Zhuangzi taught that what can be said about the Dao is not it. It has no beginning, end, or boundaries. Life is the Dao’s continual evolution, with no good or bad. Men should let things happen and not prioritize one circumstance over another.

Virtuous men are free from circumstance, personal attachments, tradition, and the impulse to improve their surroundings. Zhuangzi declined Chu’s prime ministership because he didn’t desire a court career.

Quotes from Zhuangzi

  1. The fish trap exists because of the fish. Once you’ve gotten the fish you can forget the trap. The rabbit snare exists because of the rabbit. Once you’ve gotten the rabbit, you can forget the snare. Words exist because of meaning. Once you’ve gotten the meaning, you can forget the words. Where can I find a man who has forgotten words so I can talk with him? – Zhuangzi
  2. Happiness is the absence of the striving for happiness. – Zhuangzi
  3. The wise find pleasure in water; the virtuous find pleasure in hills. The wise are active; the virtuous are tranquil. The wise are joyful; the virtuous are long-lived. – Zhuangzi
  4. The more knowledge you have, the greater your troubles. – Zhuangzi
  5. I dreamed I was a butterfly, flitting around in the sky; then I awoke. Now I wonder: Am I a man who dreamt of being a butterfly, or am I a butterfly dreaming that I am a man? – Zhuangzi
  6. The mind of the perfect man is like a mirror. It does not lean forward or backward, it merely reflects what is before it. – Zhuangzi
  7. A path is made by walking on it. – Zhuangzi
  8. The petty man is eager to make boasts, yet desires that others should believe in him. He enthusiastically engages in deception, yet wants others to have affection for him. He conducts himself like an animal, yet wants others to think well of him. – Zhuangzi
  9. To be wrong is nothing unless you remember it afterwards. – Zhuangzi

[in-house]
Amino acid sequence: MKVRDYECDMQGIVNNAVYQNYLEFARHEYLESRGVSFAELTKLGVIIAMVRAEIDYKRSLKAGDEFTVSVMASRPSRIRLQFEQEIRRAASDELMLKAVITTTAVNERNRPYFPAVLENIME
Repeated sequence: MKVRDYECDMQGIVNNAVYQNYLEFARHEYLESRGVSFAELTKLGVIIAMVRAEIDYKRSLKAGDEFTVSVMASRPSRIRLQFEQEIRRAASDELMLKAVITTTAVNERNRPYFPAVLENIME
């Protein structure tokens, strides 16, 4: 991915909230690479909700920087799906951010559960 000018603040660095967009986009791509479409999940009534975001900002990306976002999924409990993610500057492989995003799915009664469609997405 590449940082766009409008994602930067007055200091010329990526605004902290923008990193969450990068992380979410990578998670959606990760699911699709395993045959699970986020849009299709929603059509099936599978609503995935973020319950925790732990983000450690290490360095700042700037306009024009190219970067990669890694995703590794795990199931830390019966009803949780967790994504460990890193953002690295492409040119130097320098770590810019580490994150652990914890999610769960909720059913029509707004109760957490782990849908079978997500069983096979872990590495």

10. The wise are free from perplexities; the virtuous from anxiety; and the brave from fear. – Zhuangzi
  11. When you’re in a slump, you’re not in for very long, because you have nothing to lose. – Zhuangzi
  12. The man who grasps the truth of the free and easy wanderer is like the sky and the earth, firm and solid; the universe and its myriad creatures are like a rambling, wandering herd, ever-changing and impermanent. – Zhuangzi
  13. The Tao that can be told is not the eternal Tao. – Zhuangzi
  14. Great wisdom is broad and unhurried; little wisdom is cramped and busy. – Zhuangzi
  15. The sage embraces things. Ordinary men discriminate amongst them and parade their discriminations before others. So I say, those who discriminate fail to see. – Zhuangzi
  16. Joy and anger are like left and right; they are on opposite sides. – Zhuangzi
  17. A frog in a well cannot conceive of the ocean. – Zhuangzi
  18. A good traveler has no fixed plans and is not intent on arriving. – Zhuangzi
  19. If you want to be a mountain dweller, just walk away from your home and wander into the mountains. If you want to be a valley dweller, then stay at home and cultivate your fields. – Zhuangzi
  20. When small men begin to cast big shadows, it means that the sun is about to set. – Zhuangzi
  21. If you want to awaken all of humanity, then awaken all of yourself; if you want to eliminate the suffering in the world, then eliminate all that is dark and negative in yourself. – Zhuangzi
  22. The wise find pleasure in water; the virtuous find pleasure in hills. The wise are active; the virtuous are tranquil. The wise are joyful; the virtuous are long-lived. – Zhuangzi
  23. Happiness is the absence of the striving for happiness. – Zhuangzi
  24. He who is able to bend down in the morning will be able to stand up at night. – Zhuangzi
  25. Do not seek fame. Do not make plans. Do not be absorbed by activities. Do not think that you know. Be aware of all that is and dwell in the infinite. Wander where there is no path. Be all that heaven – Zhuangzi